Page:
By Nicki Gostin
The last few years have been interesting times for food and eating habits, as "slow food," locavores and farmer's markets have entered mainstream conversations about how we eat. This spring saw Michelle Obama planting the first garden on White House grounds since the era of President Roosevelt. One of the Pied Pipers leading the movement to eat more fresh, local fruits, vegetables and meats has been author Michael Pollan. In books such as In Defense of Food: An Eater's Manifesto and The Omnivore's Dilemma, Pollan explains why junk food really is junky and why it's so important not to eat food that has ingredients that you can't even pronounce. Now Pollan appears in the new documentary Food Inc., a disturbing look at giant food companies in the United States, with a focus on the beef industry. NEWSWEEK's Nicki Gostin spoke with Pollan about whether the cost of food at farmer's markets is worth it, why Europeans eat better than Americans and the steps we can all take to improve how we eat. (For more Pollan, check out head-to-hoof article on pork, for which Pollan was interviewed). Excerpts:
Gostin: Why is it so terrible that cows eat corn?
Pollan: Because it makes them sick when they eat it in large quantities. A little corn is not going to kill them, but when it's 80 to 90 percent of their diet, it deranges their metabolism. They are evolved to eat grass, that's what they're good at; when you put corn into that amazing organ called the rumen, it acidifies it and creates an environment where acid-loving bacteria such as E. coli 015787 are able to evolve. What's beautiful is a rumen has a very different ph than a human stomach; whatever bacteria live in the rumen would normally get killed by our stomach acids, but if you make the cow's digestive system more like ours, any bugs that evolve there will survive their transit to our stomach and go on to possibly make us sick. That's really the E. coli story, but there are other problems, too: To keep the animals healthy on that corn diet, you have to give them lots of antibiotics, they just wouldn't survive otherwise.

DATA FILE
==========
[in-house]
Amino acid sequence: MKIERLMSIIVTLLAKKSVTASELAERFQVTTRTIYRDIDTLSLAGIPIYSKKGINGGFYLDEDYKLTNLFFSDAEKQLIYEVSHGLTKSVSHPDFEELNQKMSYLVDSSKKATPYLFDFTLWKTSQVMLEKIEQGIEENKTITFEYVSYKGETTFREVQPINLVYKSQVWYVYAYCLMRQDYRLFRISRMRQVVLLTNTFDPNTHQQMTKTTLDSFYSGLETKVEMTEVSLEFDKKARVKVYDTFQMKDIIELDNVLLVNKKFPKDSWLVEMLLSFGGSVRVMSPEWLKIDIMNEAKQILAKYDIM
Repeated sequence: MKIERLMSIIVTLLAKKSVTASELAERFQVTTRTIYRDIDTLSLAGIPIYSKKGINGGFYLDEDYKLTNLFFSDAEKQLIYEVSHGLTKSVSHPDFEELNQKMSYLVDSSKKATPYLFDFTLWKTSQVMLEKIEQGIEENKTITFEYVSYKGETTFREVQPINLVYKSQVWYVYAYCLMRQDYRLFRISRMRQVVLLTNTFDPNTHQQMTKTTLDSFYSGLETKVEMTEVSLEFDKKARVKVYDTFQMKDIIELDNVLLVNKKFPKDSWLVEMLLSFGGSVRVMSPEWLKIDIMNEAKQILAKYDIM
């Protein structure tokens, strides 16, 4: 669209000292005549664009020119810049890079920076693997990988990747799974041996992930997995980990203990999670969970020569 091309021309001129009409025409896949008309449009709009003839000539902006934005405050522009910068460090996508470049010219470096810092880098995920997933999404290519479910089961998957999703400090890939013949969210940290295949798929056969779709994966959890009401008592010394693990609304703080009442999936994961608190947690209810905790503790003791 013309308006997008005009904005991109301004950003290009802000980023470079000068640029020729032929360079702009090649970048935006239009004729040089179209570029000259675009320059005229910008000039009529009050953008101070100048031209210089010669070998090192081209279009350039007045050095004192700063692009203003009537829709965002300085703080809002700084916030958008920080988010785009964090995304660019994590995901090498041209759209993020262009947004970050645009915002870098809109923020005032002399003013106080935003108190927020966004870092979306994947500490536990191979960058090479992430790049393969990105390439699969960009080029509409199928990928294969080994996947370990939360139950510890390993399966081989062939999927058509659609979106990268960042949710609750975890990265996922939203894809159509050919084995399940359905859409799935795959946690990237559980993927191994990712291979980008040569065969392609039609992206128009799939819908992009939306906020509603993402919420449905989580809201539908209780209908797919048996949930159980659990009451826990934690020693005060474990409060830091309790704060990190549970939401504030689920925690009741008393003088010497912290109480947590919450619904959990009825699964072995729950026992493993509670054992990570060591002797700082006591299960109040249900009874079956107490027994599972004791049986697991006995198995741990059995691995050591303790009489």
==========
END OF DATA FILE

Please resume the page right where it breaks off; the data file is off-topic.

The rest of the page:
It's amazing in this film to see how removed the food industry is from actual food.
Even people who follow these issues in print for the last few years I think will be shocked to see this film, because the camera takes you places you have not been. One of the most noteworthy things about our food system is how invisible it is to most of us. The packages still have pictures of farms, but people don't see the places where their food is produced. As a journalist, visiting these places was transformative. To me, going on feed lots, chicken and hog operations, it changed the way I eat. You can't go through these places without being changed. You lose your appetite for certain kinds of food.
But farmer's markets are expensive and out of reach for a lot of people.
I think that's right, and that's why it's not enough to vote with your fork; if you can afford to, you should, but we have to vote with our votes to get in a different set of policies. It's not an accident that fast food is so cheap. This is what the government underwrites. Factory farming does not exist without subsidized corn, it doesn't exist without it being legal to give important human antibiotics to cattle, it doesn't exist without basically regulatory indulgence. And the fact [is that] we don't make these animal cities clean up their waste the way we would a human city of the same size, so the cheapness of this food is a result of government policy. If the government would put those kinds of resources into underwriting healthy and real food, whether that's grass-fed beef or organic produce, then the healthy calories could compete more effectively with the unhealthy calories. Healthy food should not be out of reach. On the other hand, I don't think it's ever going to be as cheap as junk food.
You do get what you pay for. There is a qualitative difference, and the goal should not be to make healthy food as cheap as junk food.
In Europe, people pay more for their food.
It's a culture question. Also they have a better safety net [in Europe]. You can afford to spend 15 to 17 percent of your income on food if you don't have to worry about healthcare, if you know you're going to get, I don't know, five weeks of vacation a year and your retirement is not in doubt. So one of the reasons we're so dependent on cheap food is we have a society that makes it hard to afford anything else.
There's also the problem that a lot of kids don't know what fresh fruit and vegetables are.